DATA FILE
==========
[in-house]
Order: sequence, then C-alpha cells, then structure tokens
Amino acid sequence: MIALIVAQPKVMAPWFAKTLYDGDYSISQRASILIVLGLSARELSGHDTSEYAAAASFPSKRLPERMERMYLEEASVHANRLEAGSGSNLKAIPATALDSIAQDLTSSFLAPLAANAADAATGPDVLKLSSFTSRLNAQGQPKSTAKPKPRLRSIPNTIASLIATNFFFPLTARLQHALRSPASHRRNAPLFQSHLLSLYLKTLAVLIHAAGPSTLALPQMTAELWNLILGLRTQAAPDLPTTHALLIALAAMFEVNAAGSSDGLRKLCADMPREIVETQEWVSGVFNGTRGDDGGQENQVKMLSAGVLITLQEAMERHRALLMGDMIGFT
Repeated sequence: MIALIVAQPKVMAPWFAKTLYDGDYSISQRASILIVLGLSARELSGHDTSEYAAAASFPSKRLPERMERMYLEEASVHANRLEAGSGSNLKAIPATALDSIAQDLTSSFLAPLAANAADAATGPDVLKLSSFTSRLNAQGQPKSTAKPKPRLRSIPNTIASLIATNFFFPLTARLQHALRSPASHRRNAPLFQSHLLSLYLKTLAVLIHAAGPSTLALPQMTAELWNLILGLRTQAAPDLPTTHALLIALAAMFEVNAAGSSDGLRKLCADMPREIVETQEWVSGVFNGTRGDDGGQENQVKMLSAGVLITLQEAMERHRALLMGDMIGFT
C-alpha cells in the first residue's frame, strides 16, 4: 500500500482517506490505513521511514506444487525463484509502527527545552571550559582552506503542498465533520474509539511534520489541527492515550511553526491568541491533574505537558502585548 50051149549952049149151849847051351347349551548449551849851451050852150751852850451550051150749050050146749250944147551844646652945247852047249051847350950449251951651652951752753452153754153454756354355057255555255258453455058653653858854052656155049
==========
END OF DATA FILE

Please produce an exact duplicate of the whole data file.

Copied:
[in-house]
Order: sequence, then C-alpha cells, then structure tokens
Amino acid sequence: MIALIVAQPKVMAPWFAKTLYDGDYSISQRASILIVLGLSARELSGHDTSEYAAAASFPSKRLPERMERMYLEEASVHANRLEAGSGSNLKAIPATALDSIAQDLTSSFLAPLAANAADAATGPDVLKLSSFTSRLNAQGQPKSTAKPKPRLRSIPNTIASLIATNFFFPLTARLQHALRSPASHRRNAPLFQSHLLSLYLKTLAVLIHAAGPSTLALPQMTAELWNLILGLRTQAAPDLPTTHALLIALAAMFEVNAAGSSDGLRKLCADMPREIVETQEWVSGVFNGTRGDDGGQENQVKMLSAGVLITLQEAMERHRALLMGDMIGFT
Repeated sequence: MIALIVAQPKVMAPWFAKTLYDGDYSISQRASILIVLGLSARELSGHDTSEYAAAASFPSKRLPERMERMYLEEASVHANRLEAGSGSNLKAIPATALDSIAQDLTSSFLAPLAANAADAATGPDVLKLSSFTSRLNAQGQPKSTAKPKPRLRSIPNTIASLIATNFFFPLTARLQHALRSPASHRRNAPLFQSHLLSLYLKTLAVLIHAAGPSTLALPQMTAELWNLILGLRTQAAPDLPTTHALLIALAAMFEVNAAGSSDGLRKLCADMPREIVETQEWVSGVFNGTRGDDGGQENQVKMLSAGVLITLQEAMERHRALLMGDMIGFT
C-alpha cells in the first residue's frame, strides 16, 4: 500500500482517506490505513521511514506444487525463484509502527527545552571550559582552506503542498465533520474509539511534520489541527492515550511553526491568541491533574505537558502585548 50051149549952049149151849847051351347349551548449551849851451050852150751852850451550051150749050050146749250944147551844646652945247852047249051847350950449251951651652951752753452153754153454756354355057255555255258453455058653653858854052656155049